Eternal Father, I offer Thee the Cross of Our Lord, Jesus Christ, and all the instruments of His Holy passion, that Thou mayest put division in the camp of Thy enemies, for as Thy Beloved Son hath said, “a kingdom divided against itself shall fall.”

Prayer of Reparation

Eternal Father, I offer Thee the Holy Face of Jesus, covered with blood, sweat, dust and spittle, in reparation for the crimes of communists, blasphemers, and for the profaners of the Holy Name and of the Holy Day of Sunday.

clip_image0013Holy Face prayer for Appeasement and Mercy

Almighty and Eternal Father, since it has pleased Our Divine Savior to reveal to mankind in modern times the power residing in His Holy Face, we now avail ourselves of this Treasure in our great need. Since Our Savior Himself promised that by offering to Thee His Holy Face disfigured in the Passion we can procure the settlement of all the affairs of our household, and that nothing will be refused to us, we now come before Thy throne. Eternal Father, turn away Thine angry gaze from our guilty people whose face has become unsightly in Thine eyes. Look instead upon the Face of Thy Beloved Son; for this is the Face of Him in whom Thou art well pleased. We now offer Thee His Holy Face covered with blood, sweat, dust, spittle and shame, in reparation for the worst crimes of our age, which are atheism, blasphemy, and the desecration of Thy holy days. We thus hope to appease Thine anger justly provoked against us. The All-Merciful Advocate opens His mouth to plead our cause; listen to His cries, behold His tears, O God, and through the merits of His Holy Face hearken to Him when He intercedes for us poor miserable sinners.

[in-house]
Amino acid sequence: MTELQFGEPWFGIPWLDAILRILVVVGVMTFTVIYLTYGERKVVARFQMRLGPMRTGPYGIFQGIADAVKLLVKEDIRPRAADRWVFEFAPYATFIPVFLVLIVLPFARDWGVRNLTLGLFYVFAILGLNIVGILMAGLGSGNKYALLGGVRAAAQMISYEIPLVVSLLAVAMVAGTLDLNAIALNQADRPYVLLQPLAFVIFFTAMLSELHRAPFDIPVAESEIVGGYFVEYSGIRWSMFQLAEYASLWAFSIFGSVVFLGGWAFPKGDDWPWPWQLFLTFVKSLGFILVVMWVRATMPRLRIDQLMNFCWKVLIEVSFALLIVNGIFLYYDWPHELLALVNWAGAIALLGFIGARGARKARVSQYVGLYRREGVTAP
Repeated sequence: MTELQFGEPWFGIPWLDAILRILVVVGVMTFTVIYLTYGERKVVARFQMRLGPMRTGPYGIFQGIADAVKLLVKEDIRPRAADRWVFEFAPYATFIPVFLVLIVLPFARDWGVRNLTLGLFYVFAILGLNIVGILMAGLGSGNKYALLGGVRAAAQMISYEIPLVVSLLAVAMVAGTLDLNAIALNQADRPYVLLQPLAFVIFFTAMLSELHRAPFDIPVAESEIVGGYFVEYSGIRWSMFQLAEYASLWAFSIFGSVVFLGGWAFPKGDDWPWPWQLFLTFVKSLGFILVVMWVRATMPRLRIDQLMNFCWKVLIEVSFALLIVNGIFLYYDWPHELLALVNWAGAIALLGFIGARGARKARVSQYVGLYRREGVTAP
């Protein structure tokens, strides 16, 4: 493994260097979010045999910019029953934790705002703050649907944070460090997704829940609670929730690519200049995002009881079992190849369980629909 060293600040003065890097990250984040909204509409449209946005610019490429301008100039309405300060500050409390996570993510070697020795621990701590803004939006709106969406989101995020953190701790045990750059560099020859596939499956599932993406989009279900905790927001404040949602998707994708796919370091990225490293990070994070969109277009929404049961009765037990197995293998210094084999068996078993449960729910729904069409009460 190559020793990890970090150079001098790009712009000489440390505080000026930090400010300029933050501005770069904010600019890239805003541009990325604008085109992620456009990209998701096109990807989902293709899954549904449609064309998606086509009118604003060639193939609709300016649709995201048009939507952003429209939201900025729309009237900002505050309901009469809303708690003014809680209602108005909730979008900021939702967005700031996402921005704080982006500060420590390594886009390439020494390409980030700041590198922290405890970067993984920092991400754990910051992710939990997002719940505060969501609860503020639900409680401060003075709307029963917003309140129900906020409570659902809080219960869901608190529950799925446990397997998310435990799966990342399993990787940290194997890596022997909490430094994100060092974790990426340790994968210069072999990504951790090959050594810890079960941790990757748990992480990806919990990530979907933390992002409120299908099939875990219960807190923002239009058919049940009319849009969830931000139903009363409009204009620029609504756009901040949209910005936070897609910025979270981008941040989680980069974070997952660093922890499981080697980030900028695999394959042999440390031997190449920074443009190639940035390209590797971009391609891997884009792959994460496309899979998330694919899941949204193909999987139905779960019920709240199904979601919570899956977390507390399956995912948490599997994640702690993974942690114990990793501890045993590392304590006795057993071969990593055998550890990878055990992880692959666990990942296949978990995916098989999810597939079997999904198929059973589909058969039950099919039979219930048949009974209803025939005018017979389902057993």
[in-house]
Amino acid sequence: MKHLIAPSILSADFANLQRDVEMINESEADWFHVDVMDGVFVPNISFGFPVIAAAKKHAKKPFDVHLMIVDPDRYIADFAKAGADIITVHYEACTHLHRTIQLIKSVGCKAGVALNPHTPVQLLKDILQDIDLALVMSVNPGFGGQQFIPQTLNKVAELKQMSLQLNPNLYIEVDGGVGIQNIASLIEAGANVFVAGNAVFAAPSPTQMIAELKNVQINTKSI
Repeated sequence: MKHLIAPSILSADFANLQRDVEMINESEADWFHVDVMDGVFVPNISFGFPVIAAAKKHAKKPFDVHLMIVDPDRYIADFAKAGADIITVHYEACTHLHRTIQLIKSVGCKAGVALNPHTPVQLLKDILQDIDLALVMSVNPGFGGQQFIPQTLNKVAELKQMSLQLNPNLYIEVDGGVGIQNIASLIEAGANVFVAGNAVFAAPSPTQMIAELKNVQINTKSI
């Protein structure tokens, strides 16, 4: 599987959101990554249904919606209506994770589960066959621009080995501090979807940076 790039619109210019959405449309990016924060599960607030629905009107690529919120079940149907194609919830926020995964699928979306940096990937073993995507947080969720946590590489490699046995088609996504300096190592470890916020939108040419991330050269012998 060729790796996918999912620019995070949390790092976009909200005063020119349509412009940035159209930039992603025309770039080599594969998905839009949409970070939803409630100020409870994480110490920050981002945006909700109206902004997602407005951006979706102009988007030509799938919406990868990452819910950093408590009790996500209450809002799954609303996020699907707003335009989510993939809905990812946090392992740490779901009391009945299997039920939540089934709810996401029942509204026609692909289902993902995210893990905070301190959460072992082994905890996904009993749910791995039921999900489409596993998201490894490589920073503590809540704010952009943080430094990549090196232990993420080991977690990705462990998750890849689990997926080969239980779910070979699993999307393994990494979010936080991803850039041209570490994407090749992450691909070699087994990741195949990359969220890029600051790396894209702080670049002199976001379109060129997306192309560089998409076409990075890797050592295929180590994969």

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Prayer of The Queen of Heaven